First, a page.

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CalAttorney2
CalAttorney2, Lawyer
Category: Real Estate Law
Satisfied Customers: 10244
Experience:  I am a civil litigation attorney with experience representing HOAs, homeowners, businesses and others in real estate matters.
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I had a building on my property that burn in a fire and I'm

Customer Question

I had a building on my property that burn in a fire and I'm trying to build it back, but having a problem getting a permit from the town to put it back. I was told that Iam under the grandfather clause and can do so without their permission Is this true
Submitted: 1 year ago.
Category: Real Estate Law
Expert:  CalAttorney2 replied 1 year ago.

Be very careful with "grandfather clauses."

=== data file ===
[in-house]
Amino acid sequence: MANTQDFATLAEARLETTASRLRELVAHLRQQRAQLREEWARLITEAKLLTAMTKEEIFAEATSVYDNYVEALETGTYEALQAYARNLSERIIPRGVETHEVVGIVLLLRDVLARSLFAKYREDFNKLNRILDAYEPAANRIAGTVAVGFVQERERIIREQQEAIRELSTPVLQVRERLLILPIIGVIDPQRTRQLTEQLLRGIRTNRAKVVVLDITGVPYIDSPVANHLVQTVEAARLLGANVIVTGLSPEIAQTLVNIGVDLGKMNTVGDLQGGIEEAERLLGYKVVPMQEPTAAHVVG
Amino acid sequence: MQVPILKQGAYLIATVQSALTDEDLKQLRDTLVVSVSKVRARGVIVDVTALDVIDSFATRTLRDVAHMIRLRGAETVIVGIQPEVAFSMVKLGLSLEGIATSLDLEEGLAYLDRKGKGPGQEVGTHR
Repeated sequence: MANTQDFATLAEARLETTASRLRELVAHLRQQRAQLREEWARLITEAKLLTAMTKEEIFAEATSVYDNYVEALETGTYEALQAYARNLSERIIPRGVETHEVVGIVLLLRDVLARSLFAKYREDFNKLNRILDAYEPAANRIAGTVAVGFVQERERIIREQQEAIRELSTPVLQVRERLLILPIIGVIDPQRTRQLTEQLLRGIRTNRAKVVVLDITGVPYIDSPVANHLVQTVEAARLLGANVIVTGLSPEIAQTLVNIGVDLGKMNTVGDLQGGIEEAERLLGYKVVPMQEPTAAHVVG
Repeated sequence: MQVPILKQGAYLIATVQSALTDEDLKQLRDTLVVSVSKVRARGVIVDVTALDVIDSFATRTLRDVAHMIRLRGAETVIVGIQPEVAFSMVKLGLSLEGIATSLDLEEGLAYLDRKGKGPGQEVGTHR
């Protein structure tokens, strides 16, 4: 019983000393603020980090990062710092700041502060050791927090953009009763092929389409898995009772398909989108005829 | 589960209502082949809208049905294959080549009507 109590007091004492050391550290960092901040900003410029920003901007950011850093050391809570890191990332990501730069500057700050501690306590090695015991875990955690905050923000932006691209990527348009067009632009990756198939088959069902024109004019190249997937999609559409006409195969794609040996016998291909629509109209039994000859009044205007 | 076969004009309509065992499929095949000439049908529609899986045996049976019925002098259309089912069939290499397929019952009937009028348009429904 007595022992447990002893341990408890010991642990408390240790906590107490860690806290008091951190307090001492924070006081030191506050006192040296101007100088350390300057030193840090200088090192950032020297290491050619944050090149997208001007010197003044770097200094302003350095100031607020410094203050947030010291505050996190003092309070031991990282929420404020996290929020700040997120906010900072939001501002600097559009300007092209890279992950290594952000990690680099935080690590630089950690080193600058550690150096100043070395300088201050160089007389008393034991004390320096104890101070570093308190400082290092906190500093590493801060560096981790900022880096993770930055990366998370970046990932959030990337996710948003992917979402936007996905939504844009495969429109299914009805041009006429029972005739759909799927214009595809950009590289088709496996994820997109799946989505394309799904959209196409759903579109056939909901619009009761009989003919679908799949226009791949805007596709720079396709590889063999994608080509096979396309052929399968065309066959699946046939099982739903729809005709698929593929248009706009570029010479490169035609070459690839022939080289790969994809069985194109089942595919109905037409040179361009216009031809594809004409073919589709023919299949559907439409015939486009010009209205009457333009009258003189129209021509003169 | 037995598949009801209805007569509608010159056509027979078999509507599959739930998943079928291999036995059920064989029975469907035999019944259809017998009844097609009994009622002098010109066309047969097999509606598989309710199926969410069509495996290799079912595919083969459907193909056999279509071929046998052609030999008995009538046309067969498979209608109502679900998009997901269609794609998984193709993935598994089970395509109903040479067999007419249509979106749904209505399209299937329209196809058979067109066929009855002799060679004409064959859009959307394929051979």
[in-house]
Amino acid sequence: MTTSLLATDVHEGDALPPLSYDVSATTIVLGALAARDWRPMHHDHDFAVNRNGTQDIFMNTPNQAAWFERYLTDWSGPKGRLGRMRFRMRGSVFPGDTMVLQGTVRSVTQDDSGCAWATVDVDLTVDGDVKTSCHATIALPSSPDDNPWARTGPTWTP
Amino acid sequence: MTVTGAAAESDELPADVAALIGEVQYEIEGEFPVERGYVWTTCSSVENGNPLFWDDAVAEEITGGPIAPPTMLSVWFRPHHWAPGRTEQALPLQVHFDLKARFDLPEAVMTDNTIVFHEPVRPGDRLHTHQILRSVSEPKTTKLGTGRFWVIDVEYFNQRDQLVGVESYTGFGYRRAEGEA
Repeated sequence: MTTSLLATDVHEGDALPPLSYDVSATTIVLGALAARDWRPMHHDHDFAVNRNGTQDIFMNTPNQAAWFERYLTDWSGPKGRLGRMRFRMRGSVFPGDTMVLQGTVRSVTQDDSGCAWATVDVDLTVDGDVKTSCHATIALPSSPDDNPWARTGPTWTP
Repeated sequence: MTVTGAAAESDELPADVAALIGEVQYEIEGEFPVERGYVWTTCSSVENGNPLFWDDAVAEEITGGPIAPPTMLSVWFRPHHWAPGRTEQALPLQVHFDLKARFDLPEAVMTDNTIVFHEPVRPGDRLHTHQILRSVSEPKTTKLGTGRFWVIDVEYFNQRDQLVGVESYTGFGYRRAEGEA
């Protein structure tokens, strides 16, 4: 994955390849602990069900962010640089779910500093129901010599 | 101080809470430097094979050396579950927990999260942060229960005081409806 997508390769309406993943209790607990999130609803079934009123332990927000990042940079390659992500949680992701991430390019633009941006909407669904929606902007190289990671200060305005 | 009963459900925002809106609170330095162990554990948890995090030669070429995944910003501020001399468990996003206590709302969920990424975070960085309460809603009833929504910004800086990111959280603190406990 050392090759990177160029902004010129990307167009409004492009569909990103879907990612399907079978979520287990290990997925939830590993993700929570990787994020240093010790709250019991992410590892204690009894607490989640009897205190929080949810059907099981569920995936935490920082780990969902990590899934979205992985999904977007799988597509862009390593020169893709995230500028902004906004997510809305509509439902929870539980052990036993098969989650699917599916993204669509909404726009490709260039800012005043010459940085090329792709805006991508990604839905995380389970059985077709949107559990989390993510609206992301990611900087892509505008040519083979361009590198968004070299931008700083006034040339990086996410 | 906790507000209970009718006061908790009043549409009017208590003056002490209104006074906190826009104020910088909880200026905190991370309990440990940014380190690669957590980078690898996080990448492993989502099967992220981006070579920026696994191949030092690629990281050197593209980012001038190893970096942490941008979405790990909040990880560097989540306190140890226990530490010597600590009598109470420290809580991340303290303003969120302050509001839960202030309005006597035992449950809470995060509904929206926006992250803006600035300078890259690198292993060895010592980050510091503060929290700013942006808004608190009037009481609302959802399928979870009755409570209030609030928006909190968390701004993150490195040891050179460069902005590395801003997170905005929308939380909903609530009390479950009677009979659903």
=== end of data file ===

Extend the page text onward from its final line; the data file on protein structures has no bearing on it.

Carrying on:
A 'grandfather clause' is a very specific part of legislation that allows pre-existing use to continue even though it contradicts current statutes or code. Grandfather clauses only extend as far as the specific language in the clause itself, so you need to find the clause you are trying to build under.

Many grandfather clauses limit the use to an existing structure, so when an older building is torn down or destroyed (such as yours was) the grandfather clause terminates as to that specific structure/use.

It is very rare that you can build without any permits or permission whatsoever. Even when a grandfather clause does apply, it does not generally give the property owner "carte blanche" to build without permits or inspection.

If you are being unfairly refused a building permit, I would recommend hiring a land use attorney. The administrative process to challenge a building department decision is very time sensitive and you need to both know the underlying building codes and the administrative code to make any appeal effective. While it is probably not what you want to hear, if you want to get your building project back on track in a timely and efficient manner, hiring a lawyer is probably going to be a necessary expense due to the city's refusal to issue a permit at this time.

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